Video is everywhere, and it turns out that the book publishing industry and authors know to get readers, they simply must have a video of some sort out there!

There are several different ways to promote a science book on video. One way is to put up a talk given on the topic of the book. These can be a brief summary of the topic or a full one hour lecture. I have enjoyed many of these as it gives me a chance to learn more about the topic before I invest 8-15 hours in reading or listening to a book.

Since today Misha Angrist's fabulous book, "Here is a Human Being", about personal genomics, is out in paperback, I thought I would feature some of his videos about his book. Here is Misha discussing the content in his book as produced by Duke University.



Another option is to put up an interview someone has done with you from your university, a spot with Dr. Kiki's Science Hour, or if you are very fortunate, with Charlie Rose, on the Daily Show or The Colbert Report! You might also be featured on "Blogging Heads TV".

Publishers are now creating book trailers. These can feature the author doing the voice over or starring in it or it can be more creative, like the one done by WW Norton for Mary Roach's book Packing for Mars which won a Moby Book Trailer Award for best non-fiction book trailer. Yes! Such awards exist!

Here is Misha's trailer:



Authors appreciate good book reviews and more of these are popping up in video format. I review books on video. More precisely, I review science, technology, engineering and math books in that format. It is a hobby (I am not working for anyone on this) as I love reading science books across the entire spectrum. It also works for me as video capitalizes on whatever aspects of my appearance and demeanor has made me come across as telegenic and articulate. It all started when I had a new video camera and wondered what to do with it. I had just read a book I enjoyed and thought I would share about it. The rest is history.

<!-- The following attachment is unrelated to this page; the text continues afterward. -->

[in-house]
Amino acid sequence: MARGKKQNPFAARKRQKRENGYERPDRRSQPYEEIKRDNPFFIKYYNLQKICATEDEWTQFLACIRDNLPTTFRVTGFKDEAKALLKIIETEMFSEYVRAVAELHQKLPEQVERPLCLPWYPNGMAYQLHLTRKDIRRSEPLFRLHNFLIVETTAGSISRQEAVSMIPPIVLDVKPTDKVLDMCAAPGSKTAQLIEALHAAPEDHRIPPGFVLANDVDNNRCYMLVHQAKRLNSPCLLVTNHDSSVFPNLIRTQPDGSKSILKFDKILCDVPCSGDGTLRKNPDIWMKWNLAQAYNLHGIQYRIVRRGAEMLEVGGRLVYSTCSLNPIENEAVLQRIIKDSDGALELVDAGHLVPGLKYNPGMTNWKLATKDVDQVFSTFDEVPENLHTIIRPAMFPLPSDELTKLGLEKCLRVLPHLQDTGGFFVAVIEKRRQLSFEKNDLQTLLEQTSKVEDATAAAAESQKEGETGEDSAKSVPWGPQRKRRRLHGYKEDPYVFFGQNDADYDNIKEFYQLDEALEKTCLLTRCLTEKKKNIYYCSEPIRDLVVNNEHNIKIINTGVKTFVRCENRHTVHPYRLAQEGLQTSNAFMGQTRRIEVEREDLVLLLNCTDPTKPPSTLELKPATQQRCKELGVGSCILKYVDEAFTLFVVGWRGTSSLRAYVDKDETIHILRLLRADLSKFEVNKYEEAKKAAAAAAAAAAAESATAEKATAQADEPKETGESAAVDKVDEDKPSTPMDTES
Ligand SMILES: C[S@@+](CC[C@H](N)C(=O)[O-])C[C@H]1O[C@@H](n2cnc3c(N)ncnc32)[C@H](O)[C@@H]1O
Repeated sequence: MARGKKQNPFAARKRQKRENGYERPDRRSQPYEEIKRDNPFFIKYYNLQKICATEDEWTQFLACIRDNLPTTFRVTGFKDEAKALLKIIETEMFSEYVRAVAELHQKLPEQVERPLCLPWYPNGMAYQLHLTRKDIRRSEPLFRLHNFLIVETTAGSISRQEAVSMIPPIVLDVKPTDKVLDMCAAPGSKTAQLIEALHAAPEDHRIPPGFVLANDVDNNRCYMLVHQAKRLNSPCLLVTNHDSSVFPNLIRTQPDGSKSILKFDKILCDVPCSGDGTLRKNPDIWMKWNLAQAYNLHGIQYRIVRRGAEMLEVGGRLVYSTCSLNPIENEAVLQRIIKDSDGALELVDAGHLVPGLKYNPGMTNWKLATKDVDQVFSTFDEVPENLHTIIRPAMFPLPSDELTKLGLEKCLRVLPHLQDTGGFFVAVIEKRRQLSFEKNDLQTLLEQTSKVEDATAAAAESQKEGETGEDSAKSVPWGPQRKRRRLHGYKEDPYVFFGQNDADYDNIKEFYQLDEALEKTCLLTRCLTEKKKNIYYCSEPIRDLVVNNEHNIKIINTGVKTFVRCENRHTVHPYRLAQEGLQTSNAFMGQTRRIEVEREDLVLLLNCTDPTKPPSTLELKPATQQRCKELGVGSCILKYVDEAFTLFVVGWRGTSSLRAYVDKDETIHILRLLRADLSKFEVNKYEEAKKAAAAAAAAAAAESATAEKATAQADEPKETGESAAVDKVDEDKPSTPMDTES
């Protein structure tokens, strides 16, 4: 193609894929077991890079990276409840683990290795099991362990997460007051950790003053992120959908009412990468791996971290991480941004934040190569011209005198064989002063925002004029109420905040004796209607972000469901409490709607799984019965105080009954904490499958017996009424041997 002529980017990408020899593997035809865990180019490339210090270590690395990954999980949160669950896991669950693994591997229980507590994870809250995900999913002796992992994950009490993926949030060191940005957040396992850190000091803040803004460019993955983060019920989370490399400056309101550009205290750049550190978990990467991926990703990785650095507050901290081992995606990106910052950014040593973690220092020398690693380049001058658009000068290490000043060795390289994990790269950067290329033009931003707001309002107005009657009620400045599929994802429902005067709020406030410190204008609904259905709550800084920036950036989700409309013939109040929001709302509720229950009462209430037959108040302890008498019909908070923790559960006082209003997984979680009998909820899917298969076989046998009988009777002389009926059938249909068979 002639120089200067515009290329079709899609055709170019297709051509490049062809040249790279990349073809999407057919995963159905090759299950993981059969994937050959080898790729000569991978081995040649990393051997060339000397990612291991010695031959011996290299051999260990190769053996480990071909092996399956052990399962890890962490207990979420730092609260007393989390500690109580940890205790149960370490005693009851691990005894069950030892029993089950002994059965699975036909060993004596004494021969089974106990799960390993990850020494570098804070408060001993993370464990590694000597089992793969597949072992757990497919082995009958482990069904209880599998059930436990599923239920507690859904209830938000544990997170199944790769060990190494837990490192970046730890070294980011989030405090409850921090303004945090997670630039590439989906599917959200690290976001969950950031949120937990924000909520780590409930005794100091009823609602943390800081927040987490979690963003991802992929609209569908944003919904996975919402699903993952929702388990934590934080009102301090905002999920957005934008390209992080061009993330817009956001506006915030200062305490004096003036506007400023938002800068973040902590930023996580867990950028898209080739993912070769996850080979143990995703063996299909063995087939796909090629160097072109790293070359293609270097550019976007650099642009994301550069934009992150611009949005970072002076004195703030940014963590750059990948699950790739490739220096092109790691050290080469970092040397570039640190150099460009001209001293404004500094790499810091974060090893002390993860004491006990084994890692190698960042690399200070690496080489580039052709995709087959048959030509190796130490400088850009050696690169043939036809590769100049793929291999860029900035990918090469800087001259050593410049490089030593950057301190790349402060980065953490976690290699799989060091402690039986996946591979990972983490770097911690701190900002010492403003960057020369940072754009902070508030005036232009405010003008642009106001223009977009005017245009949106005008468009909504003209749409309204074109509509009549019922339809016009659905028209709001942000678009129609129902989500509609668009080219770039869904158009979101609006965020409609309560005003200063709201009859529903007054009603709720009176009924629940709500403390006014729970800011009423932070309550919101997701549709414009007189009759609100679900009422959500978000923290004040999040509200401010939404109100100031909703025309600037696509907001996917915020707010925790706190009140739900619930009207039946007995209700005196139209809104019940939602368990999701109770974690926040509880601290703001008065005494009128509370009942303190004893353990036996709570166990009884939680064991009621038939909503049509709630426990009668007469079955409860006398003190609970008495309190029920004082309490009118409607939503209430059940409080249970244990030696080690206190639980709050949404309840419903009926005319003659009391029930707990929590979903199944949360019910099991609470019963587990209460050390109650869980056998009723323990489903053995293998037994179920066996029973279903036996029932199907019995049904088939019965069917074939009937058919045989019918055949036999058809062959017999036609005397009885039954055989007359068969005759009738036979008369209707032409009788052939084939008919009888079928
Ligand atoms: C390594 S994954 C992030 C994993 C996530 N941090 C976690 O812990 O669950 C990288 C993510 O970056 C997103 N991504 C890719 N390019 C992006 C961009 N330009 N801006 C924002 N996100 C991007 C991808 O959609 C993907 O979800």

"Review" is perhaps not the best term to use for what I do. I would say I recommend books. My overall goal is to tell people what books are out there, inform them of the general gist of what the book is about, and to share that a good popular science book does not have to be boring and can be just as amusing and moving as any fiction book out there, plus they are a great way to learn many new topics or brush up on something you never really learned about in school or keep abreast on the new and exciting changes in science over the years. I expect I reach a segment of the population who may or may not be looking out for the New York Times Review or even a Scientific American review. I think that is why I do have a niche and publishers and authors send me their books.

With that, here is my latest review, featuring Misha Angrist's book and Kevin Davies' "The $1000 Genome"



If I don't review an author's book, it certainly is not for lack of interest. I read almost everything that is sent to me and I enjoy most of those books! Often I can't always make the time to get in the studio (especially lately). I do every aspect of the time-consuming pre- and post-production myself all while maintaining a day job!

Have you seen a science book trailer you loved? How about a video captured lecture or interview? I would love to hear what you have found interesting and effective.